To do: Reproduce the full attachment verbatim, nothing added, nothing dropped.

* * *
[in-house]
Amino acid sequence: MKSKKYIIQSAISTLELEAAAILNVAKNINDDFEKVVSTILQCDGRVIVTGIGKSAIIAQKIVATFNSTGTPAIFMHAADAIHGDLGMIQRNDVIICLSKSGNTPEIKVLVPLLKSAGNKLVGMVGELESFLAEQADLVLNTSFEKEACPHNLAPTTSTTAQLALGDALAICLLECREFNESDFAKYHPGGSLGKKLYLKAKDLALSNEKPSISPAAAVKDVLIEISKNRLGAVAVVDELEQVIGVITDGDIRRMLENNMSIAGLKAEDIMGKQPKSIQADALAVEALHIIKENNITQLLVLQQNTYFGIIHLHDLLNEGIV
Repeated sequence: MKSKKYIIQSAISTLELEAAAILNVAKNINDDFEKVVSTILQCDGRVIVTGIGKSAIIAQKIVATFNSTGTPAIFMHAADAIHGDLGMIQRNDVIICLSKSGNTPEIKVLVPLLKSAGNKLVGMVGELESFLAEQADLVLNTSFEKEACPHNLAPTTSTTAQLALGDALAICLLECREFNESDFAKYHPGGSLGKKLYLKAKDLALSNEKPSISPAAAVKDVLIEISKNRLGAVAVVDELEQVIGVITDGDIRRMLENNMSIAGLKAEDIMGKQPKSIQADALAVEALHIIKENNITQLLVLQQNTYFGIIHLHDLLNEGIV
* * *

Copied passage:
[in-house]
Amino acid sequence: MKSKKYIIQSAISTLELEAAAILNVAKNINDDFEKVVSTILQCDGRVIVTGIGKSAIIAQKIVATFNSTGTPAIFMHAADAIHGDLGMIQRNDVIICLSKSGNTPEIKVLVPLLKSAGNKLVGMVGELESFLAEQADLVLNTSFEKEACPHNLAPTTSTTAQLALGDALAICLLECREFNESDFAKYHPGGSLGKKLYLKAKDLALSNEKPSISPAAAVKDVLIEISKNRLGAVAVVDELEQVIGVITDGDIRRMLENNMSIAGLKAEDIMGKQPKSIQADALAVEALHIIKENNITQLLVLQQNTYFGIIHLHDLLNEGIV
Repeated sequence: MKSKKYIIQSAISTLELEAAAILNVAKNINDDFEKVVSTILQCDGRVIVTGIGKSAIIAQKIVATFNSTGTPAIFMHAADAIHGDLGMIQRNDVIICLSKSGNTPEIKVLVPLLKSAGNKLVGMVGELESFLAEQADLVLNTSFEKEACPHNLAPTTSTTAQLALGDALAICLLECREFNESDFAKYHPGGSLGKKLYLKAKDLALSNEKPSISPAAAVKDVLIEISKNRLGAVAVVDELEQVIGVITDGDIRRMLENNMSIAGLKAEDIMGKQPKSIQADALAVEALHIIKENNITQLLVLQQNTYFGIIHLHDLLNEGIV